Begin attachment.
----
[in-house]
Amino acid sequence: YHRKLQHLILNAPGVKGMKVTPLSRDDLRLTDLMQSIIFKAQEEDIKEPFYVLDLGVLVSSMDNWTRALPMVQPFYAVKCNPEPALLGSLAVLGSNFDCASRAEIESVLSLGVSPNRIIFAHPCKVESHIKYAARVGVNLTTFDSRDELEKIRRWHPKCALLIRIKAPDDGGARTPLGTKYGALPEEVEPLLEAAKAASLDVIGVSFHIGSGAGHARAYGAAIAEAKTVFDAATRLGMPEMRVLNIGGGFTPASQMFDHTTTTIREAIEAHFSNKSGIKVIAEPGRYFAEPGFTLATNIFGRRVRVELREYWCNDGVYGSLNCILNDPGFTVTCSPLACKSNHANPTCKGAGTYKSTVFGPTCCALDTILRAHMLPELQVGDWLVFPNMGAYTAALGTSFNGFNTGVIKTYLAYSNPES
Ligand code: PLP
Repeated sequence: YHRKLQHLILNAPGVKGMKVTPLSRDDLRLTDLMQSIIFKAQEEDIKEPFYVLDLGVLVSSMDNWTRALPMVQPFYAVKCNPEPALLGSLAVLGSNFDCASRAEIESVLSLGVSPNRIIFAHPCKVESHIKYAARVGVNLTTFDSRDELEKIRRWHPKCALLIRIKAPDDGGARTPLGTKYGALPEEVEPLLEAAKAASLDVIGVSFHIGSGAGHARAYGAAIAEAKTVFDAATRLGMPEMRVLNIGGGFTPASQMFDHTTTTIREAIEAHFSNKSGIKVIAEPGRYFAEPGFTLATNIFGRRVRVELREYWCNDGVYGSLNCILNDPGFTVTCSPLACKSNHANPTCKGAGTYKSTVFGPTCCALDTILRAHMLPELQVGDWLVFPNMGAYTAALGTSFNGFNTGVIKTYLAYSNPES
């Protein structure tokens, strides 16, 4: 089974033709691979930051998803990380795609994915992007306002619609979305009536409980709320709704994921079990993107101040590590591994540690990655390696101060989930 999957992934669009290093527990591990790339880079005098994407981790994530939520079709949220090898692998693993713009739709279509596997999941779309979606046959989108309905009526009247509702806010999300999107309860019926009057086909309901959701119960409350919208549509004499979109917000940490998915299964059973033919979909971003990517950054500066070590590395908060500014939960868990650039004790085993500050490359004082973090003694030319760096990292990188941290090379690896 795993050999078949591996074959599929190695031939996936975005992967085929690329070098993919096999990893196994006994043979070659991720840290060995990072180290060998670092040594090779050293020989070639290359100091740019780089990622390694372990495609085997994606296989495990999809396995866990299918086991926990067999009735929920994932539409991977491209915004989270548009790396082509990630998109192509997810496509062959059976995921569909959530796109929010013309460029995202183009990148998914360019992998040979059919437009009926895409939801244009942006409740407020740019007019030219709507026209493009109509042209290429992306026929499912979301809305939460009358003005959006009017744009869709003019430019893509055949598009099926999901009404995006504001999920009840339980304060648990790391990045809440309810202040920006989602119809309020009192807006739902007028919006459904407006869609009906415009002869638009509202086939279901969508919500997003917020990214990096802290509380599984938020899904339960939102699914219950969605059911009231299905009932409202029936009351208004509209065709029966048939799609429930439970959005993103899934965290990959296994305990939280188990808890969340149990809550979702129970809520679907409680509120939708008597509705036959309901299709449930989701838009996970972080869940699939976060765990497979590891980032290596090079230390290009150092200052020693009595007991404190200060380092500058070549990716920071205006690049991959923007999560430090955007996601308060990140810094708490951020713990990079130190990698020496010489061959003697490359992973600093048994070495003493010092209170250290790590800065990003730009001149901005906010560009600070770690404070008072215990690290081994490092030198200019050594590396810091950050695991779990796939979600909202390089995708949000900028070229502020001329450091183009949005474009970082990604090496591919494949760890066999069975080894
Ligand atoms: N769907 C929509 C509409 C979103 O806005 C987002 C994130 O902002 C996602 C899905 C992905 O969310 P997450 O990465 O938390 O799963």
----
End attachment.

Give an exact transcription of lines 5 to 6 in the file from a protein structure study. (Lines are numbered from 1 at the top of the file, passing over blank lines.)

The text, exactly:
């Protein structure tokens, strides 16, 4: 089974033709691979930051998803990380795609994915992007306002619609979305009536409980709320709704994921079990993107101040590590591994540690990655390696101060989930 999957992934669009290093527990591990790339880079005098994407981790994530939520079709949220090898692998693993713009739709279509596997999941779309979606046959989108309905009526009247509702806010999300999107309860019926009057086909309901959701119960409350919208549509004499979109917000940490998915299964059973033919979909971003990517950054500066070590590395908060500014939960868990650039004790085993500050490359004082973090003694030319760096990292990188941290090379690896 795993050999078949591996074959599929190695031939996936975005992967085929690329070098993919096999990893196994006994043979070659991720840290060995990072180290060998670092040594090779050293020989070639290359100091740019780089990622390694372990495609085997994606296989495990999809396995866990299918086991926990067999009735929920994932539409991977491209915004989270548009790396082509990630998109192509997810496509062959059976995921569909959530796109929010013309460029995202183009990148998914360019992998040979059919437009009926895409939801244009942006409740407020740019007019030219709507026209493009109509042209290429992306026929499912979301809305939460009358003005959006009017744009869709003019430019893509055949598009099926999901009404995006504001999920009840339980304060648990790391990045809440309810202040920006989602119809309020009192807006739902007028919006459904407006869609009906415009002869638009509202086939279901969508919500997003917020990214990096802290509380599984938020899904339960939102699914219950969605059911009231299905009932409202029936009351208004509209065709029966048939799609429930439970959005993103899934965290990959296994305990939280188990808890969340149990809550979702129970809520679907409680509120939708008597509705036959309901299709449930989701838009996970972080869940699939976060765990497979590891980032290596090079230390290009150092200052020693009595007991404190200060380092500058070549990716920071205006690049991959923007999560430090955007996601308060990140810094708490951020713990990079130190990698020496010489061959003697490359992973600093048994070495003493010092209170250290790590800065990003730009001149901005906010560009600070770690404070008072215990690290081994490092030198200019050594590396810091950050695991779990796939979600909202390089995708949000900028070229502020001329450091183009949005474009970082990604090496591919494949760890066999069975080894
Ligand atoms: N769907 C929509 C509409 C979103 O806005 C987002 C994130 O902002 C996602 C899905 C992905 O969310 P997450 O990465 O938390 O799963």